The Common Criteria project was initiated to harmonise the ITSEC (Information Technology Security Evaluation Criteria, a superseded European standard), CTCPEC (Canadian criteria) and the US Draft Federal Criteria (FC) and TCSEC (Orange Book) into a Common Criteria for Information Technology Security Evaluation (CC) for use in evaluating products and systems, and for stating security requirements in a standardised way. Its aim is to replace national and regional criteria with a worldwide set of standards. The CC has seven assurance levels, however, only the first two are recognised by the Common Criteria Recognition Agreement (CCRA).

Assurance levels

The Common Criteria have seven assurance levels: from EAL1, the lowest, to EAL7, the highest. At present, only assurance levels up to EAL2 have been incorporated within the international Common Criteria Recognition Agreement (CCRA). The seven levels are described below. The CCRA is moving away from EAL-based evaluations in favour of Protection Profile evaluations.

Level Purpose
EAL1 Functionally Tested. Provides analysis of the security functions, using a functional and interface specification of the target of evaluation (TOE), to understand the security behaviour. The analysis is supported by independent testing of the security functions.
EAL2 Structurally Tested. Analysis of the security functions using a functional and interface specification and the high level design of the subsystems of the TOE. Independent testing of the security functions, evidence of developer 'black box' testing, and evidence of a development search for obvious vulnerabilities.
EAL3 Methodically Tested and Checked. The analysis is supported by 'grey box' testing, selective independent confirmation of the developer test results, and evidence of a developer search for obvious vulnerabilities. Development environment controls and TOE configuration management are also required.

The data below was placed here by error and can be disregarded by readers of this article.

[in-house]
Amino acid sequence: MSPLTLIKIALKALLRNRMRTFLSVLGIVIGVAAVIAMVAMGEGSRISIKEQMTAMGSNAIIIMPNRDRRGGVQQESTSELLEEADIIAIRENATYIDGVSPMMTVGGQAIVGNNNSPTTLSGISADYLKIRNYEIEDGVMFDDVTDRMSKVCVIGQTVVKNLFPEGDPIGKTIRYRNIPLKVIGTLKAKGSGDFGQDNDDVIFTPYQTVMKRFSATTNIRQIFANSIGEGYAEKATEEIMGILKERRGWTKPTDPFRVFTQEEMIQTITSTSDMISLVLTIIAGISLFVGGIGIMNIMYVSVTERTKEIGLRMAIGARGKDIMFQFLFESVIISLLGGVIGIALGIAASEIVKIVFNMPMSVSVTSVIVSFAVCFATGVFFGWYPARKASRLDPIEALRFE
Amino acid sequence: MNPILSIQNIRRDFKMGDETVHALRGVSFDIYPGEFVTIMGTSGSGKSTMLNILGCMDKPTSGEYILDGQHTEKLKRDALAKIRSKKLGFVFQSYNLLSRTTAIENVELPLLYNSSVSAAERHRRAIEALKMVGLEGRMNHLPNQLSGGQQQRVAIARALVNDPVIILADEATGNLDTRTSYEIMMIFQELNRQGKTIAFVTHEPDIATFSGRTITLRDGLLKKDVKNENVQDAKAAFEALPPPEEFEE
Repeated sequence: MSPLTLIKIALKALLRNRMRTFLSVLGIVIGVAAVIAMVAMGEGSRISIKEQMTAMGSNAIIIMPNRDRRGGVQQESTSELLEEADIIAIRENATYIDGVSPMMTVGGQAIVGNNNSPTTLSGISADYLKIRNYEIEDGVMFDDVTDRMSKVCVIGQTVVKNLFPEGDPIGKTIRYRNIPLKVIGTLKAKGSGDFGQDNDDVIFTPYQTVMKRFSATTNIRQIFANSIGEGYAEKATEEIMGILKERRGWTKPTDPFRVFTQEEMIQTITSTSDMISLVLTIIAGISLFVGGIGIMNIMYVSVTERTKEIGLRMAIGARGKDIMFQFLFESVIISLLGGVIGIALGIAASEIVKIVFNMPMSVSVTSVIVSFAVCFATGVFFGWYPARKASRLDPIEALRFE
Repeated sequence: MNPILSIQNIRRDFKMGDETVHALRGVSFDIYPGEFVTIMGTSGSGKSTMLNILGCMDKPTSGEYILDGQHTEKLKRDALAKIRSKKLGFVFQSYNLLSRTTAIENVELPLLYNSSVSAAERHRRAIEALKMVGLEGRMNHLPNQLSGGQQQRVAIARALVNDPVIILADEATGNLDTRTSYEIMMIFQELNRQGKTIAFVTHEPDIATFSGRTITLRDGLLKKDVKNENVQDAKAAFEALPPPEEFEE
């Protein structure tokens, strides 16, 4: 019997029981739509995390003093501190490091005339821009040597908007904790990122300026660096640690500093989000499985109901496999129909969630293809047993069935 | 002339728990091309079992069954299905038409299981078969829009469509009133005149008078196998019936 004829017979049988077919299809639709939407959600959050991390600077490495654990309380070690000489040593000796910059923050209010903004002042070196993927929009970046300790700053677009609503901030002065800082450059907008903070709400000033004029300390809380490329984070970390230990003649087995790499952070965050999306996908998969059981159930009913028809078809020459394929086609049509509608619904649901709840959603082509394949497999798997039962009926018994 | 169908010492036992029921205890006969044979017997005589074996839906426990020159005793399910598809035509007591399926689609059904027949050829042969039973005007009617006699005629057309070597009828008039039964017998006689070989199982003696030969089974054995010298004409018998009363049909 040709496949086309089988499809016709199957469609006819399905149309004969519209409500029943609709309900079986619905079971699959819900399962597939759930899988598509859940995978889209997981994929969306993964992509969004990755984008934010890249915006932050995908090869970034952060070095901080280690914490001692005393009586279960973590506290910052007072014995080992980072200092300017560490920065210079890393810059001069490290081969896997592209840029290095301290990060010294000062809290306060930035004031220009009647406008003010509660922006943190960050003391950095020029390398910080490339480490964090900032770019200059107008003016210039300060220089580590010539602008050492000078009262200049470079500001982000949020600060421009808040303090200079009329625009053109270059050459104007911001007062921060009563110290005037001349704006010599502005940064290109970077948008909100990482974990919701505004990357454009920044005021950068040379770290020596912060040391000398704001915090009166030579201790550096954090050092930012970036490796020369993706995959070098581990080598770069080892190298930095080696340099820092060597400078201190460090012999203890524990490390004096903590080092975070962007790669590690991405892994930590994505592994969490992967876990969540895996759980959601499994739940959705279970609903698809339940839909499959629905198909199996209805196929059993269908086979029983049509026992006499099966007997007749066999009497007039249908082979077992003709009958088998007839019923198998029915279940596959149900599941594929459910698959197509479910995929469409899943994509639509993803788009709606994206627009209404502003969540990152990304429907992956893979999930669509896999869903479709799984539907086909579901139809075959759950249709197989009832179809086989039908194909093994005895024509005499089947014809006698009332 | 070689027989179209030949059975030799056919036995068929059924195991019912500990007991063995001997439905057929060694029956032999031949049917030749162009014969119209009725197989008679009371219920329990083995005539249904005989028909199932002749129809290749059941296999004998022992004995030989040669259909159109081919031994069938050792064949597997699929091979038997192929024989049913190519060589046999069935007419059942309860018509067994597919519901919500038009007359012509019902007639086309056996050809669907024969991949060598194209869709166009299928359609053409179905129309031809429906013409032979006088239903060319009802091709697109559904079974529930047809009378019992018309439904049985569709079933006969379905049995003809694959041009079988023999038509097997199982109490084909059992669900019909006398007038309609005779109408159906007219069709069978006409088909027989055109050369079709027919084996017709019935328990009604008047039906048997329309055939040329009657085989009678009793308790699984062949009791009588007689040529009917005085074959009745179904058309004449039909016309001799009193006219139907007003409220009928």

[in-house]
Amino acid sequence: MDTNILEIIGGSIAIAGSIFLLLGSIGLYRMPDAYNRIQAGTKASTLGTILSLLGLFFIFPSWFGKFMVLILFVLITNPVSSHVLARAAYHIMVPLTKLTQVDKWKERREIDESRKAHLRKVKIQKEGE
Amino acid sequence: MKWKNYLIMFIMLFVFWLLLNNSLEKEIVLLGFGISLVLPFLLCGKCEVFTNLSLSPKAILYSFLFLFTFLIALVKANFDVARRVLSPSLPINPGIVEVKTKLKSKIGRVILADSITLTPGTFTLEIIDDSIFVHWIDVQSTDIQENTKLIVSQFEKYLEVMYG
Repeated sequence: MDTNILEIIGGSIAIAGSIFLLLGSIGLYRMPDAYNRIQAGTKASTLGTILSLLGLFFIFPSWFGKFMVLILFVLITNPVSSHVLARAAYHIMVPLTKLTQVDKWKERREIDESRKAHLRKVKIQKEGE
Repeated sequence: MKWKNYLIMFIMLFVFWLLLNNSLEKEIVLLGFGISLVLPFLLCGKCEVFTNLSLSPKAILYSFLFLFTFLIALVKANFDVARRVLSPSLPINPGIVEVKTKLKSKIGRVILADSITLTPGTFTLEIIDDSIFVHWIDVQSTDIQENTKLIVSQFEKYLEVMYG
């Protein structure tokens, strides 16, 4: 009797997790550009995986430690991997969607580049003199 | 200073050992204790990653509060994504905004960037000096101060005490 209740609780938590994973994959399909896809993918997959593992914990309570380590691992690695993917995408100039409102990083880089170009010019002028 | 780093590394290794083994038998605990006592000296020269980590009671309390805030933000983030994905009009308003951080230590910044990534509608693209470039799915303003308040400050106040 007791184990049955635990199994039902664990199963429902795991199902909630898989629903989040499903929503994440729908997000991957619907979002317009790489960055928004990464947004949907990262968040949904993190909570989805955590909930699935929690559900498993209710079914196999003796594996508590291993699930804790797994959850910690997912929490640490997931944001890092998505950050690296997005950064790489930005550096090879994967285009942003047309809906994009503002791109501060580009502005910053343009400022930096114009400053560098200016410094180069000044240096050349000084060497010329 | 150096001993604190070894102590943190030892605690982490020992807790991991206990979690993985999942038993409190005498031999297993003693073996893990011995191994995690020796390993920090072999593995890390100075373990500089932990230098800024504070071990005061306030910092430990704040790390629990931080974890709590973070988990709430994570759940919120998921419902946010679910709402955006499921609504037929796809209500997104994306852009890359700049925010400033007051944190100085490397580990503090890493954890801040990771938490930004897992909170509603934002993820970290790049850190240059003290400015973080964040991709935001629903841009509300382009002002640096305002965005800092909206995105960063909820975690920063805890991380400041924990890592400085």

EAL4 Methodically Designed, Tested and Reviewed. Analysis is supported by the low-level design of the modules of the TOE, and a subset of the implementation. Testing is supported by an independent search for obvious vulnerabilities. Development controls are supported by a life-cycle model, identification of tools, and automated configuration management.
EAL5 Semi-formally Designed and Tested. Analysis includes all of the implementation. Assurance is supplemented by a formal model and a semi-formal presentation of the functional specification and high level design, and a semi-formal demonstration of correspondence. The search for vulnerabilities must ensure relative resistance to penetration attack. Covert channel analysis and modular design are also required.
EAL6 Semi-formally Verified Design and Tested. Analysis is supported by a modular and layered approach to design, and a structured presentation of the implementation. The independent search for vulnerabilities must ensure high resistance to penetration attack. The search for covert channels must be systematic. Development environment and configuration management controls are further strengthened.
EAL7 Formally Verified Design and Tested. The formal model is supplemented by a formal presentation of the functional specification and high level design showing correspondence. Evidence of developer 'white box' testing and complete independent confirmation of developer test results are required. Complexity of the design must be minimised.